Dinner was a quick stew kind of thing with veggies, veggie chunks and pasta. She requested the veggie chunks. Funny thing was we both bought several bottles of wine and only had one bottle split on Saturday, there was no other alcohol. I guess the crazy of drinking in Jamaica has finally worn off.
Monday was egg sandwiches and callalou for breakfast. She went running and then did a quick load of laundry since she has no water at home and her running clothes were getting questionably ripe. We walked back to the farm and to our suprise no one was there, not really surprised at all. We sat under the big mango tree waiting for people to show up. About 20 minutes later the first of the farmers showed up. Ralph opened the door and brought out the tools. We needed to cut the bamboo down to size and to split it. We gave that assignment to the farmers and Kara and I punched holes into the barrels with a pick axe. We then started to pack one barrel full with bamboo.
There was much fun with this. I looked up and said, wait we have a group of farmers and no white rum? There is no farming without white rum? How is this happening? Soon come the white rum. (The farmers that we trained with were never without this nasty red wine or white rum when they did any farming. One things I have learned is that farming requires alcohol!) In all seriousness the rum did actually come, which I was totally joking about and now I had to have a shot of rum. The rum arrived with a truckload of children. There is a summer camp going on that I had invited to come back to the farm to observe the bio-char. They all piled out and I had one of their teachers get all the names and count out how many boys and girls. This is all for later record keeping. Before we lit the barrel we told the kids what we had done to prepare it and what exactly was happening. Kara and I explained why we do this as a farm thing and not a cookshop thing. The farmers were actually very much interested in the process, as were the kids initially.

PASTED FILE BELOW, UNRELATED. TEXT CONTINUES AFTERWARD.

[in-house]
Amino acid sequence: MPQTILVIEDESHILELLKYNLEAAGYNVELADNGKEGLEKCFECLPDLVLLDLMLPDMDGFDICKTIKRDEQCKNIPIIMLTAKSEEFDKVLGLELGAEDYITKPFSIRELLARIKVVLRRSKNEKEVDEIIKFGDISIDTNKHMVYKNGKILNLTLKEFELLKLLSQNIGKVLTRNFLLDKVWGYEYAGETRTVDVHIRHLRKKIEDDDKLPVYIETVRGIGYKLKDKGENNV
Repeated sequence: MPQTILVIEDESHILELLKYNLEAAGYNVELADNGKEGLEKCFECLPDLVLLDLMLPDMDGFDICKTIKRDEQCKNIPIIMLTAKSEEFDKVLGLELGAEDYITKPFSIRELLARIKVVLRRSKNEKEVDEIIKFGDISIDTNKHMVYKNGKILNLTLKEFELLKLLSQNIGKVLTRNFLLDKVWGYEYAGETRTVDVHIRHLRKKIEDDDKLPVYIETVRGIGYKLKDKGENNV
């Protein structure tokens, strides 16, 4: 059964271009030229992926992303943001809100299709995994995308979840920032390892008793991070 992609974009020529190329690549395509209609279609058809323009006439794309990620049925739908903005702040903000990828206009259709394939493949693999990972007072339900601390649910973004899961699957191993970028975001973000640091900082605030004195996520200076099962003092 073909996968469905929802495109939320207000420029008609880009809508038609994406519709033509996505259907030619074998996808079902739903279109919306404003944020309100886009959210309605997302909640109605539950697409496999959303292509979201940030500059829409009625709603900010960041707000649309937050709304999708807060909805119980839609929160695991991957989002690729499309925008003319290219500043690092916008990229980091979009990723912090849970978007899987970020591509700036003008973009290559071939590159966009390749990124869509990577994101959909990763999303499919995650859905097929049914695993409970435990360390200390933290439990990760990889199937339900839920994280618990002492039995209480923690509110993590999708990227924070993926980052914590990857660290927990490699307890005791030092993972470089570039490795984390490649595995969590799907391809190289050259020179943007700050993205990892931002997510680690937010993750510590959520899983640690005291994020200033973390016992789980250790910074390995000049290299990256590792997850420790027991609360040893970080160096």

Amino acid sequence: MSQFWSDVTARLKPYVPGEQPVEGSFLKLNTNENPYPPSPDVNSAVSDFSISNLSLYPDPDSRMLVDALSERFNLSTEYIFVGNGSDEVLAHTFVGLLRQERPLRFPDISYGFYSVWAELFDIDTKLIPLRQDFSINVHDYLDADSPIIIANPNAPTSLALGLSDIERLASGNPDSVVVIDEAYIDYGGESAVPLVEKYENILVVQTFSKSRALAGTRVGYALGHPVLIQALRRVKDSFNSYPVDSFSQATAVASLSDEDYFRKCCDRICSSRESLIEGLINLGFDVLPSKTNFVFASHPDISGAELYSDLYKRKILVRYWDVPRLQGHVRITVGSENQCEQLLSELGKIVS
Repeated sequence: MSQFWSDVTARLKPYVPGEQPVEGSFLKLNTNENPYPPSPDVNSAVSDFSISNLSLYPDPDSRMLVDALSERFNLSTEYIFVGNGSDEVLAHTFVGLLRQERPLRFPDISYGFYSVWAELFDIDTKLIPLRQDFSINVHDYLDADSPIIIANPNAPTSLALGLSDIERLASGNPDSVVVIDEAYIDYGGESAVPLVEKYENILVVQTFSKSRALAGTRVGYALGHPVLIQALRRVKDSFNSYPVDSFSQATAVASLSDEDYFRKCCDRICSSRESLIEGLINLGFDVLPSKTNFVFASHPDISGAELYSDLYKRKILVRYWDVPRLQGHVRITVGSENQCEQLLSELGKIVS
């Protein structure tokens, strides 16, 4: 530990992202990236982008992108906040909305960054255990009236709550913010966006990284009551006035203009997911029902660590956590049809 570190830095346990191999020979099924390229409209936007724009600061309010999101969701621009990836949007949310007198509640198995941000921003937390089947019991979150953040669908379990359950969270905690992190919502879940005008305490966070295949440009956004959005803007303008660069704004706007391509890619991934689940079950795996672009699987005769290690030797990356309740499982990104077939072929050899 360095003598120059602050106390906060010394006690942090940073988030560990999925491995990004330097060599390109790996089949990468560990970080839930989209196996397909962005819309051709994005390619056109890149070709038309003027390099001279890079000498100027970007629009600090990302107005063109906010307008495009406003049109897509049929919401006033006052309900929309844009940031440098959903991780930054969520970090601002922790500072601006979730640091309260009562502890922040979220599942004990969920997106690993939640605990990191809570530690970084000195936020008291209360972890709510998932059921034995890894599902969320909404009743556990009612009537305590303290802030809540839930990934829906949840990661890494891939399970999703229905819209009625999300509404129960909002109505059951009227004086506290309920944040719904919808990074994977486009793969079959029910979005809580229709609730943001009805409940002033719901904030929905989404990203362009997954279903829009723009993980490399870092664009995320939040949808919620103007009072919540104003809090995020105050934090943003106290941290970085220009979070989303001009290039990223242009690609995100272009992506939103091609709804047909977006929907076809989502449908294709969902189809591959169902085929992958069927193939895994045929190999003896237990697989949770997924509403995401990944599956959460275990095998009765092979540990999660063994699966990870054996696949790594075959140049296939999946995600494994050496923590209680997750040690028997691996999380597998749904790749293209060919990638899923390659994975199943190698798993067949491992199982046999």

Every project requires failure. Perfection is boring. So yes we had some failure, we first did not ignite the trash on top long enough to start the bamboo, and trash means grass and root waste not garbage. It went out before the bamboo could ignite. We pulled the barrels apart and relit it, talking to the kids as to why that fails. I think seeing people fail and admit it is a significant change for kids here to see. We finally got it going really well and capped it off. Bio-char is made using a process called pyrolysis. It requires as little oxygen as possible and a vacuum. We noticed that only one side was burning, then the trouble shooting began. Some farmers thought it was the wind, others wondered if we had it packed too tight. I finally noticed that the side that was burning had nice big ventilation holes in the barrel. The side that was not I had issues with the axe going though. There were many tap holes but none that were very big. As soon as I realized this, I pointed it out to some of the older more interested kids. I also pointed it out to the farmers, who agreed that yes that might be a major issue.